According to the Star Tribune, juveniles in Minnesota’s Twin Cities are committing “an increasing number of serious and brazen crimes.”
“We’re not talking about stealing candy bars from stores,” Hennepin County Sheriff Dawana Witt told the Star Tribune. article Published on Sunday. “These are signs that we are in trouble.”
The newspaper reported that the most common crimes committed by juveniles in Hennepin County, Minnesota, were “automobile theft, gun possession, assault, and robbery.”[j]Since 2021, the number of juveniles charged with murder has more than doubled compared to three years ago. ”
Video of D.C. teens allegedly weighing charges for planned crime
Witt also emphasized the importance of facilities that focus on rehabilitating juveniles after a crime.
“How well are kids who are living in chaos, kids who are living in survival mode, going to be amenable to any kind of rehabilitation?” Witt said. “We need these facilities. Bring the resources there. It doesn’t have to be punitive.”
“Young people sometimes make poor decisions,” Sen. Bobby Joe Champion of Minnesota told the Star Tribune. “Setbacks can also be an opportunity to start again. How do we identify solutions that will get them back to law-abiding behavior?”
Champion did not respond to a request for comment from Fox News Digital.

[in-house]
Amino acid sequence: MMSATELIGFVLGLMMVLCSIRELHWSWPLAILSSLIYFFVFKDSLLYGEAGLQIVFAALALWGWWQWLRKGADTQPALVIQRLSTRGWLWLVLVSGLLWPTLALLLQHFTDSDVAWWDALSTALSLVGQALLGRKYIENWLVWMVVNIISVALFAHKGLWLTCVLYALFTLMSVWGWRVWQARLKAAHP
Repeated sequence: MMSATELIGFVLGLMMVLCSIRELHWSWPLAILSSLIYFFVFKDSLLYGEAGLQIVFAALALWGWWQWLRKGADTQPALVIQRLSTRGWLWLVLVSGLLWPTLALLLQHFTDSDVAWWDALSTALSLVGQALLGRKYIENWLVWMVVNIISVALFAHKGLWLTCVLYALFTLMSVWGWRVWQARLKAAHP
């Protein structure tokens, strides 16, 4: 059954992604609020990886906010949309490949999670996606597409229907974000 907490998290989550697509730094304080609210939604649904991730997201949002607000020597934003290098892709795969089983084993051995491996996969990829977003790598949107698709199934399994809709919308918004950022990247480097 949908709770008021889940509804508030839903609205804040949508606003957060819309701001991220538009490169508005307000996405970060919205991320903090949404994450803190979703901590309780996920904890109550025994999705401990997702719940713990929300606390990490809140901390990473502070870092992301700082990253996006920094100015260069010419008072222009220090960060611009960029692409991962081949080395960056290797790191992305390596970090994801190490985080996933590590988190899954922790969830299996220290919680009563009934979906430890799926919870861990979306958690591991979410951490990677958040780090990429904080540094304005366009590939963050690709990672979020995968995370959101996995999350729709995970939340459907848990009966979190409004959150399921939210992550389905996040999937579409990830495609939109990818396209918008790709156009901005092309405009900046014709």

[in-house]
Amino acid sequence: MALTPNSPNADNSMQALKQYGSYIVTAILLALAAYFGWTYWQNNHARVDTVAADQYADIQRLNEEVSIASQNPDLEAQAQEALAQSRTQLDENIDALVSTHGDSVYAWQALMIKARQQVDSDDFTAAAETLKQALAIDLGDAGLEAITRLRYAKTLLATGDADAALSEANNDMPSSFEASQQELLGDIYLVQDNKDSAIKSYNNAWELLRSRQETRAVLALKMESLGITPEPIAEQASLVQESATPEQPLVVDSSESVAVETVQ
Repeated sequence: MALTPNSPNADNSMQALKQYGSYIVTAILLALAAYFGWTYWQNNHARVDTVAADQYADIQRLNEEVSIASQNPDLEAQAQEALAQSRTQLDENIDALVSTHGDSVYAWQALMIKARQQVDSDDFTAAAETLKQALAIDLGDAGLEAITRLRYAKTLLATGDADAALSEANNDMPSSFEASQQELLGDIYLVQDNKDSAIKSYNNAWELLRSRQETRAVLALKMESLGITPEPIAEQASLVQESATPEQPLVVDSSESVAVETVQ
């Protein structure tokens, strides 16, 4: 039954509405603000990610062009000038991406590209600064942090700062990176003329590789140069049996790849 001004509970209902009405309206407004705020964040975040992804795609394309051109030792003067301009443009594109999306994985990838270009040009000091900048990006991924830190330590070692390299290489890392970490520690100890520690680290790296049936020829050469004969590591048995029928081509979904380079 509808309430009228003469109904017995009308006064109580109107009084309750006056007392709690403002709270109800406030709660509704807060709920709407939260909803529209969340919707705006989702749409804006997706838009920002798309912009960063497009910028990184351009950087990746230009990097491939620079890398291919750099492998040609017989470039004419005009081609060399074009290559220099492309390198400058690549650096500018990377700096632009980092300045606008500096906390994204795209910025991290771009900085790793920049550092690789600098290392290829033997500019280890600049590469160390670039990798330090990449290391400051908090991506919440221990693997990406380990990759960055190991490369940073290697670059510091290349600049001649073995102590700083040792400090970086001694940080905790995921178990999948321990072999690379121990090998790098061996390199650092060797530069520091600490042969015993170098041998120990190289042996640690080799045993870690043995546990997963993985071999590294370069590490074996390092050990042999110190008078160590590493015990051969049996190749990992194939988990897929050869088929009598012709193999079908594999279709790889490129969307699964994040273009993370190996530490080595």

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When asked why law enforcement officials are “prosecuting fewer cases than before the pandemic,” Witt said the answer is unclear.
“You have to ask why,” Witt said. “Please talk to someone in law enforcement. We don’t see that trend.”
Other officials have also warned of an increase in crime in the state.
Hennepin County Commissioner Jeffrey Lunde, who also chairs the Hennepin County Commission Law, Safety and Justice Committee, reportedly said, “We’re hearing this from all over the state. The needs are the same, but the scale is… That’s not true,” he said. “This is about continuity of care.”
Al Godfrey, Lunde’s co-chair of the Hennepin County Commission Law, Safety and Justice Committee, called for attention to the justice system.
“The correctional system was not designed to be a mental health facility for these kids, but that’s where they end up,” Godfrey said. “We don’t want to spend a lot of money on something that might not solve the needs of the kids in the system.”
Communications Hennepin County District 1 Jeff Lunde told FOX News Digital that mental health is a big part of the increase in juvenile crime.
“Young people are being held accountable for the crimes they commit, and we are trying to make sure that when accountability includes mental health treatment, it is indeed an effective method,” Lunde said. he said. “If we can treat mental health components effectively, we may be able to stop people from continuing down a criminal path later in life.”
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